Bibliography

[1] Benner, K. &. L. E., 2016. US Says It Has Unlocked iPhone Without Apple., The New York Times.

[2] Cobb, 2016. Data Privacy and Data Protection: US law and legislation. ESET White Paper.

[3] Coldewey, E., 2016. The Right to be Forgotten. Oxford Research Encyclopedias.

[4] Diggelmann, O. &. C., 2014. How the Right to Privacy Became a Human Right. Human Rights Law Review.

[5] EU, 2018. Handbook on European Data Protection Law. Office of the European Union.

[6] Kokkot, J. &. S., 2013. The distinction between privacy and data protection in the jurisprudence of the CJEU and the ECtHR. C ed. International Data Privacy Law.

[7] Schwartz, P. M. &. P., 2017. Transatlantic Data Privacy. Georgetown Law Journal.

[8] Triolo, P. &. S. S. &. W. G. &. C. R., 2017. China’s Cybersecurity Law. New America.

[9] UNHRC, 2019. United Nations Human Rights Office of The High Commissioner. [Online]
Available here. 

[10] Voss, W. &. C.-R., 2016. Proposal for an International Taxonomy on the Various Forms of the Right to be Forgotten. Journal of Telecommunication and High Technology Law.

[11] Wang, H., 2011. Protecting Privacy in China: A Research on China’s Privacy Standards and the Possibility of Establishing the Right to Privacy and the Information Privacy Protection Legislation in Modern China. Heidelberg: Springer.

[1] Concerning the EU Directives, the Member States need to incorporate to their national legislation specific measures in order to fulfill the goals of the Directive. A “directive” is a legislative act that sets out a goal that all EU countries must achieve. However, it is up to the individual countries to devise their own laws on how to reach these goals. In contrast, EU Regulations come into effect automatically, without the procedure concerning the Directives.

[2] Case Evans v. the United Kingdom, No. 6339/05.

[3] Case Kroon and Others v. the Netherlands, No. 18535/91.

[4] The Court underlined that “the principal issue was whether the legislative provisions as applied in the case struck a fair balance between the competing public and private interests involved”. The so-called “margin of appreciation” by the Member-States played a primordial role in these cases.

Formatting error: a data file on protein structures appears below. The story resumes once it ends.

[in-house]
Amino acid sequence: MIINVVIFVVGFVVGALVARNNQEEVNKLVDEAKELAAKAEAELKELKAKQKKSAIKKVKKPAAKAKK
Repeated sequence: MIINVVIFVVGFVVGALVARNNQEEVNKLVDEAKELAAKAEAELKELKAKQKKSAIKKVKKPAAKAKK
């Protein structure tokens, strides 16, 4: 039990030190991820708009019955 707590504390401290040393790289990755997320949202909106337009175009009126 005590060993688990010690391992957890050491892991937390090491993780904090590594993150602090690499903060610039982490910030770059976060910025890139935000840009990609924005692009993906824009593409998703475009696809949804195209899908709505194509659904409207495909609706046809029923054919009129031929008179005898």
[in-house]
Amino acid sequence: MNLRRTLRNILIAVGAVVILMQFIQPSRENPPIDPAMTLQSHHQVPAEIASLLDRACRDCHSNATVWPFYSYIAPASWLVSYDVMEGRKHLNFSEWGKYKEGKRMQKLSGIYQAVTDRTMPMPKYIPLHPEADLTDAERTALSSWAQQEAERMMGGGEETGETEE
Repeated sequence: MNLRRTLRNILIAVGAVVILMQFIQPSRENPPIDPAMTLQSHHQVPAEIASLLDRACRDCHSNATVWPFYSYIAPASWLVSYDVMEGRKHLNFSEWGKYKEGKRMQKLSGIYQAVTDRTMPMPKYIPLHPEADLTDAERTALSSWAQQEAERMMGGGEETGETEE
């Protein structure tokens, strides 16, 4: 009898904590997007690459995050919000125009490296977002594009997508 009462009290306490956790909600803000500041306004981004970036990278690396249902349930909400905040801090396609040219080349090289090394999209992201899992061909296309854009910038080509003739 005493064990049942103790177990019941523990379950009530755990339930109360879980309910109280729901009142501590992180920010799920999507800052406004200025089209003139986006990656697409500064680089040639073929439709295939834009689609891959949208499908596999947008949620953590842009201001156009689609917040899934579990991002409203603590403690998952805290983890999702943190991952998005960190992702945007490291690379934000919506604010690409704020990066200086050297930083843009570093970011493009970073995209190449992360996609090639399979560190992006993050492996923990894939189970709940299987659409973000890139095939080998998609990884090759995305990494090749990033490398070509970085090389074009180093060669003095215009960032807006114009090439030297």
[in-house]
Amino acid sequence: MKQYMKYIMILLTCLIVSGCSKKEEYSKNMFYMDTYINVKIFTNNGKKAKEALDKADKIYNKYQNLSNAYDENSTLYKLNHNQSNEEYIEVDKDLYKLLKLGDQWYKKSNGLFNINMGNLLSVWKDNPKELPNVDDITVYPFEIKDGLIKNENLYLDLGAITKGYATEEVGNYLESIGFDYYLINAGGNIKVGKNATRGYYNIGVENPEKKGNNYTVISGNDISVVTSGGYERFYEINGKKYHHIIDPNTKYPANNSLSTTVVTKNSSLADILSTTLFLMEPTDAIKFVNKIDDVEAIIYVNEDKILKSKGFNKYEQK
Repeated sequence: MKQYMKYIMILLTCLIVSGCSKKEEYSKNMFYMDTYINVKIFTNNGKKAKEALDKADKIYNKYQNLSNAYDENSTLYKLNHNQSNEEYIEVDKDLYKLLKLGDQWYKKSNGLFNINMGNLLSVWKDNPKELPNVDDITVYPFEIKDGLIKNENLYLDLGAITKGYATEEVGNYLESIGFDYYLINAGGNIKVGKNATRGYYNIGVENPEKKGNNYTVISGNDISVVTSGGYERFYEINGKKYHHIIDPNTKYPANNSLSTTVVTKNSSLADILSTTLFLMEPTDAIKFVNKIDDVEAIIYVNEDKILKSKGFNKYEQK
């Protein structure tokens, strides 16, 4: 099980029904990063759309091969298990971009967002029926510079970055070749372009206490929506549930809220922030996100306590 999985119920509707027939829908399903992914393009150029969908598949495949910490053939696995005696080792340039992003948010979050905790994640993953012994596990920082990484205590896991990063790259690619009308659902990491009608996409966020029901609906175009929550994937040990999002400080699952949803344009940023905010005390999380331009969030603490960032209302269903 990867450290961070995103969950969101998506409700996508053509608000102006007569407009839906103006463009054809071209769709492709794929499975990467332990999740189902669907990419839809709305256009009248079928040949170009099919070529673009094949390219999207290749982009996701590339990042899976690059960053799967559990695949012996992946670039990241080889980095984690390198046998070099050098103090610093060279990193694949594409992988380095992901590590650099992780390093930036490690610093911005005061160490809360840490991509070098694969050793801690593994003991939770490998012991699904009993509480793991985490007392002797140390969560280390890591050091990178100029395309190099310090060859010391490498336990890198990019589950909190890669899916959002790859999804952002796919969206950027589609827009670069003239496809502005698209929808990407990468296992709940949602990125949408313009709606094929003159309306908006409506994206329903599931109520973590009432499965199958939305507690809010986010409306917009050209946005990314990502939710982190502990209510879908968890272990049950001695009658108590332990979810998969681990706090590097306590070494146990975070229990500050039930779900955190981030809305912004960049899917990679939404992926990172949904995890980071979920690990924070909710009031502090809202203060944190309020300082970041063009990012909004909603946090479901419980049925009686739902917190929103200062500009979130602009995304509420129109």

[5] In Griswold v. Connecticut (1965), the Supreme Court ruled that a state’s ban on the use of contraceptives violated the right to marital privacy. The case involved a “Connecticut Comstock law” that prohibited any person from using “any drug, medicinal article or instrument for the purpose of preventing conception.” The court held that the statute was unconstitutional, and that “the clear effect of [the Connecticut law …] is to deny disadvantaged citizens … access to medical assistance and up-to-date information in respect to proper methods of birth control.” The Supreme Court invalidated the law on the grounds that it violated the “right to marital privacy”, establishing the basis for the right to privacy with respect to intimate practices. This and other cases view the right to privacy as a right to “protect[ion] from governmental intrusion.”

[6] Case Griswold v. Connecticut, No. 381 U.S. 479 (1965).

[7] See Articles 253 and 286 of the Chinese Criminal Law.

[8] See Article 111 of the General Rules of Civil Law of PRC.

[9] The outcome of the case is that an Internet search engine must consider requests from individuals to remove links to freely accessible web pages resulting from a search on their name. Grounds for removal include cases where the search result(s) “appear to be inadequate, irrelevant or no longer relevant or excessive in the light of the time that had elapsed.”  If the search engine rejects the request, the individual may ask relevant authorities to consider the case. Under certain conditions, the search engine may be ordered to remove the links from search results.

The decision was claimed as a so-called right to be forgotten, although the Court did not explicitly grant such a right, depending instead on the data subject’s rights deriving from Article 7 (respect for private and family life) and Article 8 (protection of personal data) of the Charter of Fundamental Rights of the European Union.

[10] Google Spain SL, C-131/12.

[11] Google Spain, Case C-131/12, para. 97.